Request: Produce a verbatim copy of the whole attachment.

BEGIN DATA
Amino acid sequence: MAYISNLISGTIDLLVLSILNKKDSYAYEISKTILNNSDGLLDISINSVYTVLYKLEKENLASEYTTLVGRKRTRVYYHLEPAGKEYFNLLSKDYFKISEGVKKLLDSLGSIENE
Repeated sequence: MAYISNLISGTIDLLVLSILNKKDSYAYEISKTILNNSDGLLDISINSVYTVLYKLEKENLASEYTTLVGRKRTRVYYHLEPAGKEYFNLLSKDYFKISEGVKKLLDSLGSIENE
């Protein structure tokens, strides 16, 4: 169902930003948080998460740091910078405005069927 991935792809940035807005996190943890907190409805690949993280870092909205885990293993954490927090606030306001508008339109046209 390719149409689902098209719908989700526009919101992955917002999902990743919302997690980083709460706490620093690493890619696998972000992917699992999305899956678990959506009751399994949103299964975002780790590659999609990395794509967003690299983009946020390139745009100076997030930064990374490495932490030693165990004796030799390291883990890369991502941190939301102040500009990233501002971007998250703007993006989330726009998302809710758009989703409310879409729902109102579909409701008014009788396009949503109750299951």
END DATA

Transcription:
Amino acid sequence: MAYISNLISGTIDLLVLSILNKKDSYAYEISKTILNNSDGLLDISINSVYTVLYKLEKENLASEYTTLVGRKRTRVYYHLEPAGKEYFNLLSKDYFKISEGVKKLLDSLGSIENE
Repeated sequence: MAYISNLISGTIDLLVLSILNKKDSYAYEISKTILNNSDGLLDISINSVYTVLYKLEKENLASEYTTLVGRKRTRVYYHLEPAGKEYFNLLSKDYFKISEGVKKLLDSLGSIENE
């Protein structure tokens, strides 16, 4: 169902930003948080998460740091910078405005069927 991935792809940035807005996190943890907190409805690949993280870092909205885990293993954490927090606030306001508008339109046209 390719149409689902098209719908989700526009919101992955917002999902990743919302997690980083709460706490620093690493890619696998972000992917699992999305899956678990959506009751399994949103299964975002780790590659999609990395794509967003690299983009946020390139745009100076997030930064990374490495932490030693165990004796030799390291883990890369991502941190939301102040500009990233501002971007998250703007993006989330726009998302809710758009989703409310879409729902109102579909409701008014009788396009949503109750299951």